One of the best parts of the blogosphere is that, without needing to be submitted for editing, data and opinions can be almost instantaneously shared around the globe. A limitation of traditional blogging is the readers’ need to refresh the page to get the latest content. A website called CoverItLive.com is out the change that. It provides free live-blogging software.
The website provides a form of a chat window that can be embedded into a blog and as the writer updates the site it automatically updates the live blog. The software also allows readers to submit comments and the writer can moderate a debate or a discussion among his readers.
Possibly the best use of this technology is in conjunction with sporting events. Over this past weekend, I had the opportunity to particpate as a reader in a live blog about the Super Bowl [some of the language may be PG-13] on profootballtalk.com. The main contributor to the website, Mike Florio, was in the press area in the stadium during the game. He kept a live blog about his experience, giving his readers a view that has become available only to the privileged few.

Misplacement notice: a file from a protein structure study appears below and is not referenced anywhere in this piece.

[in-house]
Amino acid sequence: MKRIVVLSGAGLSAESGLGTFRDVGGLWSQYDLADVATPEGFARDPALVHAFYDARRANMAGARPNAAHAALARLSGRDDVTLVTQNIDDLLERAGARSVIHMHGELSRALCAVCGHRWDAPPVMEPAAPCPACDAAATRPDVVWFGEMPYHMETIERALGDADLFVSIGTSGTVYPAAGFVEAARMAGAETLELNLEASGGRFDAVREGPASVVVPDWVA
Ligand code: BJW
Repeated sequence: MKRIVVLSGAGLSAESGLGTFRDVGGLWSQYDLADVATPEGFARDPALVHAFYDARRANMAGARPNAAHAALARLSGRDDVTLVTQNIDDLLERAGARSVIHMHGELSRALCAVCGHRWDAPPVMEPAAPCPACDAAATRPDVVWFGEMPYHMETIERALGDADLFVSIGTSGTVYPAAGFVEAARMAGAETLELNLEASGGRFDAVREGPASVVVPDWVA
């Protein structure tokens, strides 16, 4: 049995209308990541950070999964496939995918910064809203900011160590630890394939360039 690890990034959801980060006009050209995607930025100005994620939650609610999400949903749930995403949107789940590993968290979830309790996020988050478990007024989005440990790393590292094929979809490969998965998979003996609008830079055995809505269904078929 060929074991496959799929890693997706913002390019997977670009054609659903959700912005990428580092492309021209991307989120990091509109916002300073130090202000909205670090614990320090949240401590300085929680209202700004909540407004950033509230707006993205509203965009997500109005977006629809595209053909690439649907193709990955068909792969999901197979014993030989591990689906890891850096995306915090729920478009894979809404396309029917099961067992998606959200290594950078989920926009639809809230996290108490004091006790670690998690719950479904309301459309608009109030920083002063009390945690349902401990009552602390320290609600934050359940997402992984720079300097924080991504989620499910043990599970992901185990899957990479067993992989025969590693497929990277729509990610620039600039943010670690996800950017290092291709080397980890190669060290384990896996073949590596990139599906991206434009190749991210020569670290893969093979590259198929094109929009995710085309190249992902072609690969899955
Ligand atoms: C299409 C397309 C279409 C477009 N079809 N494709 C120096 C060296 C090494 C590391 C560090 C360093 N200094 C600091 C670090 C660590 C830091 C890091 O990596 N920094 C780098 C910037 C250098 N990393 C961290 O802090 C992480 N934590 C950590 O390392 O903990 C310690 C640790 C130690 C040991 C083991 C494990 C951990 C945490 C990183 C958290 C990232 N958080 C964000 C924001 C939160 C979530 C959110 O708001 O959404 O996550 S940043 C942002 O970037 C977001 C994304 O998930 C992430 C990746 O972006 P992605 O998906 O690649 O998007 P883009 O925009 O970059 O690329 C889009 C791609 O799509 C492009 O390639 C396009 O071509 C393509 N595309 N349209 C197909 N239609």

Also this weekend, I hosted a live blog and encouraged a few of my friends on campus to contribute so that I could get a feel of what it is like to live blog on the other end.
My experiences were both very positive. The hosting window is very simple with a pane showing reader-submitted comments, one showing the window that is made public and one with very clear organized menus of settings and user statistics. The only complaint I can make about the interface is that there was no way to make hitting ‘enter’ post directly, but you must click ‘submit’ to make a comment go live.
As a reader, the process is very straight-forward and clean. I got zero negative feedback from the people submitting comments to my blog. Having participated in a few fairly large live blogs, I noticed that it sometimes seems that your comments get swallowed up because the host selects comments and the more readers submitting makes it harder to sift through them all. However, that would be expected with any large group.
Some possible uses for this technology would be:
- Blogging about televised sporting events
- Giving play-by-play for games not all readers can watch
- Commenting on an election as the poll results come in
Overall, the use of CoverItLive technology is very positive.